All Gmail Traffic Now Encrypted to Thwart NSA

All Gmail Traffic Now Encrypted to Thwart NSA

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As of now, Gmail will "always use an encrypted HTTPS connection" whenever a user checks or sends mail.

Back in July, 2013, something called Prism was unveiled by NSA whistleblowers, revealing that the NSA has been harvesting user data from the likes of Gmail, Facebook, Apple and more. In direct response to that, Google has been hard at work making Gmail secure enough to withstand future harvesting attempts. It has now announced that from today, Gmail will "always use an encrypted HTTPS connection" whenever a user checks or sends mail.

"Today's change means that no one can listen in on your messages as they go back and forth between you and Gmail's servers-no matter if you're using public WiFi or logging in from your computer, phone or tablet," Google explained.

"In addition, every single email message you send or receive-100% of them-is encrypted while moving internally," it added. "This ensures that your messages are safe not only when they move between you and Gmail's servers, but also as they move between Google's data centers."

Google says that securing its customers Gmail emails was "made a top priority" after "last summer's revelations," stressing that "Our commitment to the security and reliability of your email is absolute, and we're constantly working on ways to improve."

The company also announced that Gmail had a 99.978% up-time for 2013, meaning that the average user was only unable to access their account for just two hours in the whole year. "Our engineering experts look after Google's services 24x7 and if a problem ever arises, they're on the case immediately."

Source: Google via TechCrunch

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I find this news of this being hilarious seeing as one, I think the NSA will just try to find a way around it, and two (this one more so) because College Humor just released this video 2 days ago. XD

Right... The company with ties to the government, who's head honchos are all fervent supporters of the government, who are tied to them at the hip, and who are archiving just as much (if not more) data on every person who uses their site as the US government is trying to make sure we're safe from the NSA's spying. Yeah, I'll believe that when Satan starts giving sleigh rides.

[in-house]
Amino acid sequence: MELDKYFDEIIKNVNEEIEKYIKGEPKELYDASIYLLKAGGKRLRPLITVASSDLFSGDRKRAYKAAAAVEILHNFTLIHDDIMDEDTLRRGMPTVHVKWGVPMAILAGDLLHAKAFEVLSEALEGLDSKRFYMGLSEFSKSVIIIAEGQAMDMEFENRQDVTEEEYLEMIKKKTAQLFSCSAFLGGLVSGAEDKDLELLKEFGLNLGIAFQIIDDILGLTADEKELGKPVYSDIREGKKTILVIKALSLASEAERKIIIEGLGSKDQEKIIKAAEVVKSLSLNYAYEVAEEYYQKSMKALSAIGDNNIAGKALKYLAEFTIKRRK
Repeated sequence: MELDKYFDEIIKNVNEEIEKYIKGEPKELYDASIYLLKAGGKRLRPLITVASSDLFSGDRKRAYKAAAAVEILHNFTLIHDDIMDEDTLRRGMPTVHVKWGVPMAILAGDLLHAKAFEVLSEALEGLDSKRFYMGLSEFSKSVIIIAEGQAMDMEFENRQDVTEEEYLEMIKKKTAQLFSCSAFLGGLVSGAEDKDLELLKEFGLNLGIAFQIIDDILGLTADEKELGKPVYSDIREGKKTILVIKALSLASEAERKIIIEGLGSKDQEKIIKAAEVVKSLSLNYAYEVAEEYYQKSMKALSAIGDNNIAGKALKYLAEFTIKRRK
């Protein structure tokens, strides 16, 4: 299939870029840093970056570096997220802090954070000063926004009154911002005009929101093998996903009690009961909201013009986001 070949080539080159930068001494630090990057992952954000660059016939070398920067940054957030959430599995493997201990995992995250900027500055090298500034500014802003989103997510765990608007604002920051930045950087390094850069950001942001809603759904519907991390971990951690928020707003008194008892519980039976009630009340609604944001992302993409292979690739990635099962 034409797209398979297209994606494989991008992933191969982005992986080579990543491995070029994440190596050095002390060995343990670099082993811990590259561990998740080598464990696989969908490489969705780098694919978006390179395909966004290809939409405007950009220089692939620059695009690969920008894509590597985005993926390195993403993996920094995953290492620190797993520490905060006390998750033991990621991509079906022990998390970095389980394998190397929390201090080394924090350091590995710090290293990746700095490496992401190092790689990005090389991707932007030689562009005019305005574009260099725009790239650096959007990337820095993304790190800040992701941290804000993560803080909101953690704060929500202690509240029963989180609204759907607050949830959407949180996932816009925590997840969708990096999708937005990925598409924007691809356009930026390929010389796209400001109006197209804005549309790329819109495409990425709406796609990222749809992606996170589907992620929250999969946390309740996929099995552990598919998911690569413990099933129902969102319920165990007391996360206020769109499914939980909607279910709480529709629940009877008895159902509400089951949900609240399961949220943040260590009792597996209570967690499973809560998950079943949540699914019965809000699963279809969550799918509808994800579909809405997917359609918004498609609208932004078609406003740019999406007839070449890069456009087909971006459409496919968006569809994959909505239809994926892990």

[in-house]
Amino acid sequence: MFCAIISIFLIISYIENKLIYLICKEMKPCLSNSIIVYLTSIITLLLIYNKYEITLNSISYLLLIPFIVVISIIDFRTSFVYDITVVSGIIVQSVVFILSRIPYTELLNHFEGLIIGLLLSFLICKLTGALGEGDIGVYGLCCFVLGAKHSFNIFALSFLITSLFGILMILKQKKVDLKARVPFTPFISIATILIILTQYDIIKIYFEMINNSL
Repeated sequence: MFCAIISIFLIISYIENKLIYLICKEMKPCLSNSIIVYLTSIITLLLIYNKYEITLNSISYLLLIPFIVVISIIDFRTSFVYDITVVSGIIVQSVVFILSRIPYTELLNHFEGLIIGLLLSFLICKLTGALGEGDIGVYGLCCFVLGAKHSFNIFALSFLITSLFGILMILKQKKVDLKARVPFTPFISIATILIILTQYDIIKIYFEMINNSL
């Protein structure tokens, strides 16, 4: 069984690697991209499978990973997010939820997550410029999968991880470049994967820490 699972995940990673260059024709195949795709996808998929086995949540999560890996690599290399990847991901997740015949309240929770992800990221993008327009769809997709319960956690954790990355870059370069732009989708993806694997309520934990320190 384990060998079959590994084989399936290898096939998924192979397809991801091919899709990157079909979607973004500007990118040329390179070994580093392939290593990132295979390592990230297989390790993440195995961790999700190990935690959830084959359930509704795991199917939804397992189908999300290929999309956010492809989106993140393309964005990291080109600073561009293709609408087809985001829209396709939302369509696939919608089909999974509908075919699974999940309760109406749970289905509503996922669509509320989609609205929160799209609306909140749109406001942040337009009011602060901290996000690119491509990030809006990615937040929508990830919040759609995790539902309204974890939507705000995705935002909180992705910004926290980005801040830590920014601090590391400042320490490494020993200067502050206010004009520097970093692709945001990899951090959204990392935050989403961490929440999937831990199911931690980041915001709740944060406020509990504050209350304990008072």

I just feel as if this is for show. Especially because, well, how can we know? How can we trust anything either Google or the NSA tells us? As far as we know the NSA can just ring up Google, tell them to give them info on x many hundreds of thousands of users a day because their BFFs.

Is this true? Is this false? I don't know because we have no way to know and I'm sure as hell not going to trust them.

According to US laws, google is not even allowed to tell us if the NSA is using them, let alone fight it. So whether NSA use or dont use this system we wouldnt even know anyway. Besides, its a simple widely used encryption. how hard is it to crack it?

LysanderNemoinis:
Right... The company with ties to the government, who's head honchos are all fervent supporters of the government, who are tied to them at the hip, and who are archiving just as much (if not more) data on every person who uses their site as the US government is trying to make sure we're safe from the NSA's spying. Yeah, I'll believe that when Satan starts giving sleigh rides.

Itsp erfectly believable. Google hates competition. It wants to be the only company that knows everything about you. so everyone would be forced to pay them tons of money for the information.

Strazdas:
Besides, its a simple widely used encryption. how hard is it to crack it?

Pretty hard actually. It's probably easier for NSA to aquire the private keys to decrypt content rather than try to crack it. They've admitted to such practices in the Snowden leaks.

Except that this doesn't mean anything if they willingly give your data to government agencies, or are ordered to by courts, nor does it preclude side-channel attacks.

Google WORKS for the NSA according to the leaks. It's all PR

Nurb:
Google WORKS for the NSA according to the leaks. It's all PR

Neronium:
I find this news of this being hilarious seeing as one, I think the NSA will just try to find a way around it

http://www.digitaltrends.com/web/nsa-has-cracked-the-encryption-protecting-your-bank-account-gmail-and-more/

Apparently they did crack most of the ssl encryption. So I do think this may well be a PR stunt really, cause if it's cracked then its useless. That said, we don't know if they figured out a general key for the ssl algorithms, or if their super computers are brute-forcing the encrypted files. In the latter case it would take far too many resources to check on everyone, ad they'd only use it on "persons of interest".